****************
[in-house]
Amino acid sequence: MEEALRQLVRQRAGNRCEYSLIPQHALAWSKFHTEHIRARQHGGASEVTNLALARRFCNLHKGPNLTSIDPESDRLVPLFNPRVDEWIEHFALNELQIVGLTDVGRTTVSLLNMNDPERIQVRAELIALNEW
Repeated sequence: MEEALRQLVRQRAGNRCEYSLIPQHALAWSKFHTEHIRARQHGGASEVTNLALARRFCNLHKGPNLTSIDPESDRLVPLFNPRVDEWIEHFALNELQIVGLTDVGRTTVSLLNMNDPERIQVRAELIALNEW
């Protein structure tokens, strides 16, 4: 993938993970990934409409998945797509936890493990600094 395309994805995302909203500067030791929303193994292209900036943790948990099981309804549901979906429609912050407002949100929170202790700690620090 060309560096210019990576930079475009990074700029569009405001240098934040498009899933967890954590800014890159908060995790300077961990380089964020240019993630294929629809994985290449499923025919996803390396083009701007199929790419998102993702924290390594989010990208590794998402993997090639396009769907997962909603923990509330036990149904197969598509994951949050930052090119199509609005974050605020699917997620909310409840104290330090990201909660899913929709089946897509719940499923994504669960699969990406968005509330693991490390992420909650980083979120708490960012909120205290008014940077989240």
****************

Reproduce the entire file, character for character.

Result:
[in-house]
Amino acid sequence: MEEALRQLVRQRAGNRCEYSLIPQHALAWSKFHTEHIRARQHGGASEVTNLALARRFCNLHKGPNLTSIDPESDRLVPLFNPRVDEWIEHFALNELQIVGLTDVGRTTVSLLNMNDPERIQVRAELIALNEW
Repeated sequence: MEEALRQLVRQRAGNRCEYSLIPQHALAWSKFHTEHIRARQHGGASEVTNLALARRFCNLHKGPNLTSIDPESDRLVPLFNPRVDEWIEHFALNELQIVGLTDVGRTTVSLLNMNDPERIQVRAELIALNEW
């Protein structure tokens, strides 16, 4: 993938993970990934409409998945797509936890493990600094 395309994805995302909203500067030791929303193994292209900036943790948990099981309804549901979906429609912050407002949100929170202790700690620090 060309560096210019990576930079475009990074700029569009405001240098934040498009899933967890954590800014890159908060995790300077961990380089964020240019993630294929629809994985290449499923025919996803390396083009701007199929790419998102993702924290390594989010990208590794998402993997090639396009769907997962909603923990509330036990149904197969598509994951949050930052090119199509609005974050605020699917997620909310409840104290330090990201909660899913929709089946897509719940499923994504669960699969990406968005509330693991490390992420909650980083979120708490960012909120205290008014940077989240």